I cannot believe that people have actually run afoul of the law for harvesting rainwater.  However, it’s a great source of income.  Who would have ever thought that putting water in a plastic bottle and selling bottled water would ever work?  Whoever did is making a killing now because the well hasn’t run dry and the merchants have made the bottled water industry a necessity of life, even if it means you have to dispose of something that’s not biodegradable. With our water supplies / groundwater becoming contaminated (see Flint, Michigan), water filtration systems is also another big business that the wealthy certainly can afford.  Even smaller supply, pour-over systems sell well during hard times.  Man cannot live without water … so getting into any business that involves the production or supply of clean, potable water is a good thing.

SHELTER

Your PLAN B might include doing what I did in buying a tract of land, owner finance. My payments were $222 a month for 10 years.  Even on a fixed income, pulling a used mobile home out onto a tract of land works, especially if it’s paid off.  I used an investment return to pay for getting set up on 3/4-acre mortgage free.  Just to show you I’m not kidding, see below (front and back yard).  I was only 40 minutes from Austin, Texas!

This is what mortgage-free living can look like, if you have a PLAN B that you can start up on a small budget without having to get a mortgage. Anything relative to setting up shelters for people on unrestricted land out in the country is a good thing.  We had German Shepherds roaming the property so we never had to worry about break-ins.  It cost me less than $15,000 out of pocket to set up!   You could even do it for less with a little creative thinking!

It is amazing what you can find out there to live in, it’s peace and quiet country living … and you could put your property into a trust for asset protection to keep it away from the money-grubbing banksters or debt collectors trying to collect on judgments!  Sure, it’s not a McMansion, but it’s home and it’s a stress-free environment!  It’s also far from the madding crowd … so in the event of unrest, you’ve got more time to plan and react if you need to.  Anything connected to real estate … agents, brokers, investors, developers, storage sheds, portable buildings (which can be converted into housing) and cabins … can be profitable with a little marketing. Any carpentry skills become a real plus!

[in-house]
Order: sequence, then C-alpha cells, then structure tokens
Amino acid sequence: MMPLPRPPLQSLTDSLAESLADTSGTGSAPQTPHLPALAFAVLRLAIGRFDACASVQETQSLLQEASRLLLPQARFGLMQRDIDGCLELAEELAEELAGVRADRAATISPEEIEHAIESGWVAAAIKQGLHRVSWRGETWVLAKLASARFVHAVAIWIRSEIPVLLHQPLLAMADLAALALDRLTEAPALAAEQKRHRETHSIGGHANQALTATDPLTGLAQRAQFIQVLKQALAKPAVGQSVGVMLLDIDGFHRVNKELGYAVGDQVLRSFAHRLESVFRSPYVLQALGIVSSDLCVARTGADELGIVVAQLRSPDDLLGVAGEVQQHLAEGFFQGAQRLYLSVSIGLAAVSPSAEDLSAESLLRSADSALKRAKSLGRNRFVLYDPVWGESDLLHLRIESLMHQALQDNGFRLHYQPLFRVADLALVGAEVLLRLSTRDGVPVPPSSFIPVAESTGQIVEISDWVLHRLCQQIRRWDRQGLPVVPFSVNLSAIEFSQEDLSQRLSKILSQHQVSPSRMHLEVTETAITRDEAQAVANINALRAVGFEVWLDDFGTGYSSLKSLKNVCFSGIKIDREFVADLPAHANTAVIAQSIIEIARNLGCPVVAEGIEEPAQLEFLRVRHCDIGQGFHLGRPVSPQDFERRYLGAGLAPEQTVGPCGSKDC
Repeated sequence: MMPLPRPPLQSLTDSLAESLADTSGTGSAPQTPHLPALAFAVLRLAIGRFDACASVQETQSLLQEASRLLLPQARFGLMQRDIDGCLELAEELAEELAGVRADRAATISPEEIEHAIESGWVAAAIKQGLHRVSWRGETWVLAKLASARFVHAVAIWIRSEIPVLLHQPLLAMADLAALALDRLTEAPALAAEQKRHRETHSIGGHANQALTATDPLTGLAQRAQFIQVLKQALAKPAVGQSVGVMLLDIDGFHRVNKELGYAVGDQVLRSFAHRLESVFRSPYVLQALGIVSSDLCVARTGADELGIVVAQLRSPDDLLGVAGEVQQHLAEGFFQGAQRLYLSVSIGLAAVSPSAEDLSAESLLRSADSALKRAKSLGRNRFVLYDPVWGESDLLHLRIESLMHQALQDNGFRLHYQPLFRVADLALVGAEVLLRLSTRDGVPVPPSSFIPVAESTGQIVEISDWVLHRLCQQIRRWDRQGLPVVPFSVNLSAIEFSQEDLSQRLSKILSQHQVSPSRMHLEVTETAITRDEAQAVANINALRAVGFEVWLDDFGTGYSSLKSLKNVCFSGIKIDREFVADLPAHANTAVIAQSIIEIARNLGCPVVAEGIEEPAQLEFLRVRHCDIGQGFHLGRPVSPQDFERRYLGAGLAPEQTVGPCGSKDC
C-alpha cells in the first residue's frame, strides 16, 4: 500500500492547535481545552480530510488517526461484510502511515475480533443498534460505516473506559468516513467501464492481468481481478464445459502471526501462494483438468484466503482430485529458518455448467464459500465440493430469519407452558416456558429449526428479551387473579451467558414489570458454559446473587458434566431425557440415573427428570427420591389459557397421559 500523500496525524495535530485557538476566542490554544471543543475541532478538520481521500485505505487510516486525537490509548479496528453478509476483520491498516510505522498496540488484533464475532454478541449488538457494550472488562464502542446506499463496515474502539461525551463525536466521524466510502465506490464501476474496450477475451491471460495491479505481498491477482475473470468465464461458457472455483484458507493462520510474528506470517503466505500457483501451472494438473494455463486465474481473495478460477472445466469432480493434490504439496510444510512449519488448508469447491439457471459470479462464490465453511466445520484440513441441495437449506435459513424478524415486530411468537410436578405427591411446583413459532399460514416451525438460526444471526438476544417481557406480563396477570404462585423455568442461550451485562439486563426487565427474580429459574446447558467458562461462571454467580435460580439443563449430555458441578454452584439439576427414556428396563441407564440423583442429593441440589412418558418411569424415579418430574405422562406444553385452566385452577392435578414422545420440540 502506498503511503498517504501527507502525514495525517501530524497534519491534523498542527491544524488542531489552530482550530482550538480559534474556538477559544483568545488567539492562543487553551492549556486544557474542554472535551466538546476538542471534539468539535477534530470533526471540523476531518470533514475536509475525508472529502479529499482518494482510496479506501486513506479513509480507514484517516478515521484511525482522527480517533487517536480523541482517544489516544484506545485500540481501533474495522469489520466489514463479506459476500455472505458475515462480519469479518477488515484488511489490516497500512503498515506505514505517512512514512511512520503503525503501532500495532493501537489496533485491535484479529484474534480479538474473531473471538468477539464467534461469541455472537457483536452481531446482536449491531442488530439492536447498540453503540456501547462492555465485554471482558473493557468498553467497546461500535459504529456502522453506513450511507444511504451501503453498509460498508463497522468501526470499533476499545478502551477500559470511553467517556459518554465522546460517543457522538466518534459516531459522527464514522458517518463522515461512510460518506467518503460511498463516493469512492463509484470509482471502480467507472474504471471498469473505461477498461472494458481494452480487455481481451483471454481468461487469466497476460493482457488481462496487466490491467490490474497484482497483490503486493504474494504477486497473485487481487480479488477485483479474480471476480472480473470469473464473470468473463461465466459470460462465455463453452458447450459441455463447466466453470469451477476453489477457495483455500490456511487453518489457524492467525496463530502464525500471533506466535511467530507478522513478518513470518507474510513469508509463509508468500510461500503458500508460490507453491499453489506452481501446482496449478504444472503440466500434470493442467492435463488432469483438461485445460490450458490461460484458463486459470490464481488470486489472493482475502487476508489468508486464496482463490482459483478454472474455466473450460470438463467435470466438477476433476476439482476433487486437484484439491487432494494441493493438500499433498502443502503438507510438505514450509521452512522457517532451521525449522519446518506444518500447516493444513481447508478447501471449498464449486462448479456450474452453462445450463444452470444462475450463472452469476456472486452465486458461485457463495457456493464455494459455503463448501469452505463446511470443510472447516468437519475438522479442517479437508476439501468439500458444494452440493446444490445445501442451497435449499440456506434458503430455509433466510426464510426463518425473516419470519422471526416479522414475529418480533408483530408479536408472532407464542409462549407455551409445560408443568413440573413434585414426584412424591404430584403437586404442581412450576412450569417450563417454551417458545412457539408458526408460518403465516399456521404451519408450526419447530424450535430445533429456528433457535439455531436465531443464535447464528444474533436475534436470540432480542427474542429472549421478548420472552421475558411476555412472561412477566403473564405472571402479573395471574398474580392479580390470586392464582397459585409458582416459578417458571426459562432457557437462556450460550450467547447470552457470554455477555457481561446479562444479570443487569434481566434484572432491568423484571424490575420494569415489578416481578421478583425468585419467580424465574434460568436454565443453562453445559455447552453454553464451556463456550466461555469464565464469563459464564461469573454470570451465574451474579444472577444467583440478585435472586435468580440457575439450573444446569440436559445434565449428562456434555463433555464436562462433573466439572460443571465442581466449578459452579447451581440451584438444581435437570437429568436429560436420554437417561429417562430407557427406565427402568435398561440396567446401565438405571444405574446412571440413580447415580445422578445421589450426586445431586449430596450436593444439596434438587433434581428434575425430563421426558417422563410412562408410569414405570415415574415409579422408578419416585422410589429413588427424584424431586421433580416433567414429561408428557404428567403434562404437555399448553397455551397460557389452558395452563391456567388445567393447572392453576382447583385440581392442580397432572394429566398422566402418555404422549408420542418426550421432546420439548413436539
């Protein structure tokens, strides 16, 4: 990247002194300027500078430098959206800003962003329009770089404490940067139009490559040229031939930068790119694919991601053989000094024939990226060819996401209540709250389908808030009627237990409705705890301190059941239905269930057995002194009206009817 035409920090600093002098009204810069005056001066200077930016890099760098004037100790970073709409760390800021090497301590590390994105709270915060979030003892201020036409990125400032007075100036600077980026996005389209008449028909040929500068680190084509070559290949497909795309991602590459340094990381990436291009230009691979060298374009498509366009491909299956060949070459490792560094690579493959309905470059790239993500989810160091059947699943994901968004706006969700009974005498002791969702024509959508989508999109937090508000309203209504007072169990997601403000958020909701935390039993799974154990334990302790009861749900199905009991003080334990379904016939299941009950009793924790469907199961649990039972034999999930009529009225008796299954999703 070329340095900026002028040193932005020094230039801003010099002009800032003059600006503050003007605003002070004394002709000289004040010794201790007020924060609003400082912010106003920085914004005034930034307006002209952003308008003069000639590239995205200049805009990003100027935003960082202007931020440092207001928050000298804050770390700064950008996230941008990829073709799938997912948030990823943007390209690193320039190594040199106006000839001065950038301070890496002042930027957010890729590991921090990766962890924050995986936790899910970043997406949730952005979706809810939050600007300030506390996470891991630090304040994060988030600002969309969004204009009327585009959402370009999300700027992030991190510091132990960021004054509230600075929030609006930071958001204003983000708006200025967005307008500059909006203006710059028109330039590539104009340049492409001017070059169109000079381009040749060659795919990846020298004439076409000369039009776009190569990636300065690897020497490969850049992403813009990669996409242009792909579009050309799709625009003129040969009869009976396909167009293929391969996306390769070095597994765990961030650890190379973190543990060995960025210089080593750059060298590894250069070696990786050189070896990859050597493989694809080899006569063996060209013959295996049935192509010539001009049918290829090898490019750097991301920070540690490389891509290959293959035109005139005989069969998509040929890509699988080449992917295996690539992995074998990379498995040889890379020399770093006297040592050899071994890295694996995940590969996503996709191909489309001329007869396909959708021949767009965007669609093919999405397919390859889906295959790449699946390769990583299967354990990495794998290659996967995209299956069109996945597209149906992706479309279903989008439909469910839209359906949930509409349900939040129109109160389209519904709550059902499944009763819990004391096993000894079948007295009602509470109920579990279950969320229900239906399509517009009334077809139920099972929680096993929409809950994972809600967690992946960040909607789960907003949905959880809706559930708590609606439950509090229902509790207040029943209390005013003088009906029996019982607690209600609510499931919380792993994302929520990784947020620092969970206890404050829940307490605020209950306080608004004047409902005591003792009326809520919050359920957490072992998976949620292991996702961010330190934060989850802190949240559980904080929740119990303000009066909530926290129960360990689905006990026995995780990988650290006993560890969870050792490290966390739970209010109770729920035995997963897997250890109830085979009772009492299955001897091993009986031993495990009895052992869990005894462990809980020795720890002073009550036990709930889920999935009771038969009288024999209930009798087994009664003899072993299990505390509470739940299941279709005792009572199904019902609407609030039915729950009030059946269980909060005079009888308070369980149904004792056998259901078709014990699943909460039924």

MAKING A DECENT LIVING

Retirement is NOT a part of my vocabulary. I don’t see what the big rush is to retire anyway, given the fact that the government would like you to wait until you’re 70 to start drawing Social In-security. Besides, any business worth having means that an entrepreneurial spirit is probably alive and well and is driving the business forward.  If you’ve lost your regular job (or you think you might lose your job), this is the time to start planning for your future.  An active LLC or incorporation costs next to nothing to set up and consulting businesses (like mine) take a lot less money to start up.  There are books out there that have oodles of information in them on how to start your own business. Find something you’re good at and go for it.  Don’t turn a negative foreclosure into a pity party.  Use it as your learning curve and don’t make the same mistake next time.  Examine what caused you to get into the mess in the first place and then … go out and do just the opposite.  The banks may hate you … but hey, mortgage free living is really where it’s at!  Being self-employed means taking home more of your paycheck NOW and not having to wait on a tax refund from the government, which has been operating in the negative since 1933.  It’s also another great way to live without borrowing!  Being creative about it is what I find most rewarding.  As an afterthought, only create these entities if you have the means to keep track of their accounting and tax filing status.